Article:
The iPhone X if officially Apples next top-of-the-line smartphone, and it makes some seriously radical changes to how users will actually interact with their iPhones. With no more home button, the device will instead rely on a new facial scanning biometric feature called Face ID. The technology behind it is complex, and Apple boasts that it’s incredibly secure and remarkably accurate. Naturally, if you’re replacing a system as widely-used as Touch ID, the system better work flawlessly. Unfortunately, when Apple’s Craig Federighi began the very first iPhone X live demo in front of a packed house and countless viewers watching online… it stumbled.
“Unlocking it is as easy as looking at it… and swiping up,” Federighi began his demo. That’s when things got a little weird. He swiped, and nothing happened. The screen went dark and then woke back up. “Let’s try that again,” the Apple exec said, staring at the phone and swiping once more. Instead of unlocking, the phone brought up the passcode screen, which is the fallback for whenever the biometric Touch ID feature fails to identify its user, and is presumably the same for Face ID.
“Woah… let’s go to backup here…” Federighi recovered. The entire venue was dead silent the entire time, which was a nice dramatic touch on the part of everyone in the crowd. “…and get right in.”
So, a couple of notes on this. First, the iPhone X didn’t just request a passcode, it also produced an error message that stated “Your passcode is required to enable Face ID.” A number of people on social media and tech news outlets have suggested that this was merely an error on the part of whoever prepped the phone, and that they didn’t unlock it before the demo. However, that error is the exact same one that pops up when you use the wrong finger for Touch ID and it fails multiple times. Try it on your iPhone right now and see.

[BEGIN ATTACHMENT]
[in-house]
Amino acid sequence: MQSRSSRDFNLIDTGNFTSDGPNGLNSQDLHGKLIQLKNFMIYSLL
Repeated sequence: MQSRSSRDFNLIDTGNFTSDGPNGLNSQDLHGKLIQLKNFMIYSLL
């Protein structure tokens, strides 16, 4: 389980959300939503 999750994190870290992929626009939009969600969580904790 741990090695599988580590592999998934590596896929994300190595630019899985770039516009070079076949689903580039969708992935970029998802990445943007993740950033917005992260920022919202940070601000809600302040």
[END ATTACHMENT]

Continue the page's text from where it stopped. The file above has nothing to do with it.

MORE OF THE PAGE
It’s clear that Federighi attempted to unlock the phone with a swipe at least twice before the error popped up, so it’s pretty clear that this wasn’t a case of the phone having been restarted and then not unlocked — which, if that somehow was the case, would have been an incredible oversight on the part of Apple — but rather was a failure on the part of the Face ID unlock system itself.
It was a really unfortunate moment in an event that was surely rehearsed at length, and it didn’t paint Face ID in a particularly flattering light. The rest of the demo went off rather smoothly, with a nice showcase of the new animated emoji and augmented reality masks support made possible by the new facial detection system, so that was at least a plus.
Touch ID is the future of authentication for Apple, or at least that’s what we’ve been led to believe by what we saw on stage today. It’s probably safe to assume not everyone will deal with the issue that Apple experienced on stage today, but when you’re hoping to get consumers to abandon something as reliable and accurate as Touch ID has become, an on-stage failure is a pretty big deal.